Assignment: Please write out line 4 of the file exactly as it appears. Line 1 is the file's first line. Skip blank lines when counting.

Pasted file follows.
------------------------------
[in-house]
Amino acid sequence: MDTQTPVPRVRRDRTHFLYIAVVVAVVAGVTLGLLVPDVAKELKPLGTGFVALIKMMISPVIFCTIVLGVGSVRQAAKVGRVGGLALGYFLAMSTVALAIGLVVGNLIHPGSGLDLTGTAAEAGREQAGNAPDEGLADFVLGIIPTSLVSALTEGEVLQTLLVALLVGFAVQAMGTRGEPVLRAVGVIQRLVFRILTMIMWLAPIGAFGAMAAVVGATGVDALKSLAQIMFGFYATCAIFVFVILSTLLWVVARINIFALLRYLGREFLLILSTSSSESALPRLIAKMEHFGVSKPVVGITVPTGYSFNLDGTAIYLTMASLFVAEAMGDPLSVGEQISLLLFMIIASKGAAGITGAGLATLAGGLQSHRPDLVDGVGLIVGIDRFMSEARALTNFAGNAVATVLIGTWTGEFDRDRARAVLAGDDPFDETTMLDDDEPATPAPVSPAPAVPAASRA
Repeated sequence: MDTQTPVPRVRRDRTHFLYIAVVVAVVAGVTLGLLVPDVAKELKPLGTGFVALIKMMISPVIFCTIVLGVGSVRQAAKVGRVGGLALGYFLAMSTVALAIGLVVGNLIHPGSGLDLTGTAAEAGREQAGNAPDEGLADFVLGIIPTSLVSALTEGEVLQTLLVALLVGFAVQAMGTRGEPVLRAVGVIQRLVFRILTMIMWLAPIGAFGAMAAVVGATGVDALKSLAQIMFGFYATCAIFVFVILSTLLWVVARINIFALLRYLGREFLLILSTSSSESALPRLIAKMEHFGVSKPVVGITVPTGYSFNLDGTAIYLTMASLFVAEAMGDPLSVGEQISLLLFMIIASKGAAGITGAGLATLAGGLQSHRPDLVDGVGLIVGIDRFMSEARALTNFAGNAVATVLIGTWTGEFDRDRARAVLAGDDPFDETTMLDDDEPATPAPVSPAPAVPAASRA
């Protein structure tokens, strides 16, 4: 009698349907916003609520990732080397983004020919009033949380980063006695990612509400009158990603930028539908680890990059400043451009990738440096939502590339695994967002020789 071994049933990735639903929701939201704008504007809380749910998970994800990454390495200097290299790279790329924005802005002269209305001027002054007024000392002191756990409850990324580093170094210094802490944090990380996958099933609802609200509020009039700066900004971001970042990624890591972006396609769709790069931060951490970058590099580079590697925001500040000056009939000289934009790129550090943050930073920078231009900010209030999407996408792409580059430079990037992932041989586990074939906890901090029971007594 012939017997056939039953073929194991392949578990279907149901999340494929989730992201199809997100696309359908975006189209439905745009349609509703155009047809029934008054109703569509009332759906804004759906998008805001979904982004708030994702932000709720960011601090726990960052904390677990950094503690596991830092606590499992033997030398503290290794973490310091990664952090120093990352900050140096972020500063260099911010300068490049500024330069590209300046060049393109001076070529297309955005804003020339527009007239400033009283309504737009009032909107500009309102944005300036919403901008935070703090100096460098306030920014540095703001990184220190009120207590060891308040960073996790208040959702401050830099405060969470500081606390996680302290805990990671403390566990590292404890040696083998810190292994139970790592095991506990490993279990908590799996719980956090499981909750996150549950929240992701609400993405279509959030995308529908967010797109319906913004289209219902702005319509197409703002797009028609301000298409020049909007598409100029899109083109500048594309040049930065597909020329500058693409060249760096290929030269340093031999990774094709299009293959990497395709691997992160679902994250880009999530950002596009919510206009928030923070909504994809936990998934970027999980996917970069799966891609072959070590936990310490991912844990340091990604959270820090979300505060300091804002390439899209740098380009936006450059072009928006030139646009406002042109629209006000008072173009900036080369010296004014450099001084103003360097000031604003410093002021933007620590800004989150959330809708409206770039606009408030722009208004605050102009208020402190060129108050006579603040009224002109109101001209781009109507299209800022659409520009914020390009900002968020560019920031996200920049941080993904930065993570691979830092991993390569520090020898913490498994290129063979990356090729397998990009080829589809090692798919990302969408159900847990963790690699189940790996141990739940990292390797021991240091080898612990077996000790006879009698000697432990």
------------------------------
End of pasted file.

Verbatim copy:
């Protein structure tokens, strides 16, 4: 009698349907916003609520990732080397983004020919009033949380980063006695990612509400009158990603930028539908680890990059400043451009990738440096939502590339695994967002020789 071994049933990735639903929701939201704008504007809380749910998970994800990454390495200097290299790279790329924005802005002269209305001027002054007024000392002191756990409850990324580093170094210094802490944090990380996958099933609802609200509020009039700066900004971001970042990624890591972006396609769709790069931060951490970058590099580079590697925001500040000056009939000289934009790129550090943050930073920078231009900010209030999407996408792409580059430079990037992932041989586990074939906890901090029971007594 012939017997056939039953073929194991392949578990279907149901999340494929989730992201199809997100696309359908975006189209439905745009349609509703155009047809029934008054109703569509009332759906804004759906998008805001979904982004708030994702932000709720960011601090726990960052904390677990950094503690596991830092606590499992033997030398503290290794973490310091990664952090120093990352900050140096972020500063260099911010300068490049500024330069590209300046060049393109001076070529297309955005804003020339527009007239400033009283309504737009009032909107500009309102944005300036919403901008935070703090100096460098306030920014540095703001990184220190009120207590060891308040960073996790208040959702401050830099405060969470500081606390996680302290805990990671403390566990590292404890040696083998810190292994139970790592095991506990490993279990908590799996719980956090499981909750996150549950929240992701609400993405279509959030995308529908967010797109319906913004289209219902702005319509197409703002797009028609301000298409020049909007598409100029899109083109500048594309040049930065597909020329500058693409060249760096290929030269340093031999990774094709299009293959990497395709691997992160679902994250880009999530950002596009919510206009928030923070909504994809936990998934970027999980996917970069799966891609072959070590936990310490991912844990340091990604959270820090979300505060300091804002390439899209740098380009936006450059072009928006030139646009406002042109629209006000008072173009900036080369010296004014450099001084103003360097000031604003410093002021933007620590800004989150959330809708409206770039606009408030722009208004605050102009208020402190060129108050006579603040009224002109109101001209781009109507299209800022659409520009914020390009900002968020560019920031996200920049941080993904930065993570691979830092991993390569520090020898913490498994290129063979990356090729397998990009080829589809090692798919990302969408159900847990963790690699189940790996141990739940990292390797021991240091080898612990077996000790006879009698000697432990």